Chicago Transit Authority


Columbia Records, 1969

REVIEW BY: Benjamin Ray


What kind of band bursts onto the scene with a double album? Honestly, how ballsy can you get?

When Chicago burst onto the scene, horns had almost no place in rock/pop music like this, double albums were still rare, and jazz was undergoing a shift thanks to Miles Davis. More importantly, nothing in music really sounded like this. Audacious, at times pretentious, and entertaining, my_heart_sings_the_harmony_web_ad_alt_250 Chicago Transit Authority sounds like little else in the band's catalog and is one hell of a debut.

Every song on the first album is good, from the establishment of the sound in "Introduction" (featuring the line "We've all spent years preparing") to the wonderful acoustic "Beginnings" to the straight pop of "Questions 67 & 68" and "Does Anybody Know What Time It Is?" Overplay of that last song has diluted its impact; in this setting, the song is redeemed. 

The band had played live and has the ability to jam; as with most jam bands or jazz ensembles, the tendency to meander off course doesn't always result in compelling music. "Beginnings" would have been better without the percussion jam at the end and "Poem 58," while strong at the beginning, runs a tad long. 

But remember that the band was staking new territory here, attempting to fuse a three-piece horn section with a pop/rock band instead of just grafting on the brass and hoping for the best (which would happen in the 80s, but let's not bring that up). The fusion of the two works well in the cover of "I'm a Man," the short "Listen" and the beginning of "Liberation," which runs on FAR too long and ends the album with a thud. "Free Form Guitar" also is truly annoying; use this time to relieve yourself or make a sandwich before the bluesy "South California Purples" comes on.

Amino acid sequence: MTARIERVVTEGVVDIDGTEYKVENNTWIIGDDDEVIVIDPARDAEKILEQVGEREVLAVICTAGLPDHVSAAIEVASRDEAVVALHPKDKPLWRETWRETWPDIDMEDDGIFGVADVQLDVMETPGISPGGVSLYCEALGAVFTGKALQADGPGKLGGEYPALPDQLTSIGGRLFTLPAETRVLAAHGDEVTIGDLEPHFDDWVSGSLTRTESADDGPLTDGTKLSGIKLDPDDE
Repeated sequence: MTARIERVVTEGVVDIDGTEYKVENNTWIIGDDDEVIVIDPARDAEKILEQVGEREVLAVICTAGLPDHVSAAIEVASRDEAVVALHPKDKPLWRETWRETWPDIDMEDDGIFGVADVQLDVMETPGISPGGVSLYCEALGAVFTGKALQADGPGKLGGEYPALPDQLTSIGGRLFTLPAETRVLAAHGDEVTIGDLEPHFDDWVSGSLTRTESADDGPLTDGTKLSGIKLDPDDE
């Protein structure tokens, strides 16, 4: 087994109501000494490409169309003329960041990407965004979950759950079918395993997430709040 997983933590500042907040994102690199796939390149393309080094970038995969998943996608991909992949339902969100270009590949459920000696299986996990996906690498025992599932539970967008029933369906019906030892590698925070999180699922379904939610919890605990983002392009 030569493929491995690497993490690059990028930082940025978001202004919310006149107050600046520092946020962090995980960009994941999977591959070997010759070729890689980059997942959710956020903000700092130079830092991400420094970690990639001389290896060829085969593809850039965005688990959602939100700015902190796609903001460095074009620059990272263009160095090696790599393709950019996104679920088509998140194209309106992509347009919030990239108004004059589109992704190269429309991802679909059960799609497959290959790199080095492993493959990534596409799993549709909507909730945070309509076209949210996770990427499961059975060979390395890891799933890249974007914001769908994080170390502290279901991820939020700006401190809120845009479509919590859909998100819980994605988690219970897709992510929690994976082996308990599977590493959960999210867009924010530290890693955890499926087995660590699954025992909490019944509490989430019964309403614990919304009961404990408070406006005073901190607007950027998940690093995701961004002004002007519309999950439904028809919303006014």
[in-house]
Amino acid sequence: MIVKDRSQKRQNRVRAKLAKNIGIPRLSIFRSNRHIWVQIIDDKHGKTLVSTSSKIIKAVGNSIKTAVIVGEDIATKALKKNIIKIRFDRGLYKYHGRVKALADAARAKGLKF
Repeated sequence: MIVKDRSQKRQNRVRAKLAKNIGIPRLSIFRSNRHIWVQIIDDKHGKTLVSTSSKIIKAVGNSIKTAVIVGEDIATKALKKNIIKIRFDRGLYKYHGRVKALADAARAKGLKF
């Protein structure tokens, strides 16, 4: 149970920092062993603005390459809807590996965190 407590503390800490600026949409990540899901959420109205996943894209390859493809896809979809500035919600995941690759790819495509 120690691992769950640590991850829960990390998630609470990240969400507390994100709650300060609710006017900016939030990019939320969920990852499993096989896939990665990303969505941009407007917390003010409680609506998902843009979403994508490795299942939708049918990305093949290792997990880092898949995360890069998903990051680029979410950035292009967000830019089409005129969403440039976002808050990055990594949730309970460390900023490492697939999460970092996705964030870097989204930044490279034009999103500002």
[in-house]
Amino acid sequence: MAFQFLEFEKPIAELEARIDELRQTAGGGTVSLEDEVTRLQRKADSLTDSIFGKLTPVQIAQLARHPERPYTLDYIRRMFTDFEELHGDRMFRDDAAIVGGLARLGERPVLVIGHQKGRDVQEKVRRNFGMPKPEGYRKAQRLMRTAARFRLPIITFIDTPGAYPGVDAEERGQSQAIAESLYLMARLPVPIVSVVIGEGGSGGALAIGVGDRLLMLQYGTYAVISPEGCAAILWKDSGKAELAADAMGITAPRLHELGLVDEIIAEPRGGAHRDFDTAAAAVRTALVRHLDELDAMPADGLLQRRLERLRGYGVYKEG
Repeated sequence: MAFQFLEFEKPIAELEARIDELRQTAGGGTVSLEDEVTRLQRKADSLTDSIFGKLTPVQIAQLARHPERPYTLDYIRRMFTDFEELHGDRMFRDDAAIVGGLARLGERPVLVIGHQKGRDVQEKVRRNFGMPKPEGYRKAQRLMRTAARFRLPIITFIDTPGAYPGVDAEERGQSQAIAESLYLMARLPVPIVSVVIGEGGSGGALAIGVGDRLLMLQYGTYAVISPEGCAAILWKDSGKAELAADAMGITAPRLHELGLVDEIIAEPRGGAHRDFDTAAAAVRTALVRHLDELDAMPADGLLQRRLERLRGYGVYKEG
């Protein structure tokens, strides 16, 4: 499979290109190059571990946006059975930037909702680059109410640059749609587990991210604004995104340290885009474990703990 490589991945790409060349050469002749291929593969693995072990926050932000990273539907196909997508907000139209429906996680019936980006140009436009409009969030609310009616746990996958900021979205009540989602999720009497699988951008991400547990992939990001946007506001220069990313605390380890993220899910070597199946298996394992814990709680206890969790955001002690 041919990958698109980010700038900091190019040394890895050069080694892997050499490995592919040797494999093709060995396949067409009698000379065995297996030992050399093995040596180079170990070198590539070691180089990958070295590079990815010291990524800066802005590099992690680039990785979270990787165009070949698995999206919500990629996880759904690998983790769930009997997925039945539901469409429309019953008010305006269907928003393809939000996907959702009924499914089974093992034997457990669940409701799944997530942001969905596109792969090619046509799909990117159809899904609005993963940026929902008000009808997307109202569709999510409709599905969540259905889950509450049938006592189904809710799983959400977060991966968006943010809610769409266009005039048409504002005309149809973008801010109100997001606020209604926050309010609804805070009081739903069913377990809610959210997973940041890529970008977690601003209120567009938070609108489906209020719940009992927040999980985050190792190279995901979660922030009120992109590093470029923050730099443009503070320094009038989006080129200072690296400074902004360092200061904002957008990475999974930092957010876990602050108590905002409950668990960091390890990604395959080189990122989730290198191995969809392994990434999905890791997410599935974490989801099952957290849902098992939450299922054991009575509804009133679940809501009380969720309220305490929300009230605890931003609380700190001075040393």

One can't help but admire a project like this. The sense of adventure so prevalent at the time (especially in 1969) in music and the original concept of this band helps elevate Chicago Transit Authority to a must-hear status, even if it doesn't hit home 100% of the time. 

Rating: B

User Rating: C-



© 2005 Benjamin Ray and The Daily Vault. All rights reserved. Review or any portion may not be reproduced without written permission. Cover art is the intellectual property of Columbia Records, and is used for informational purposes only.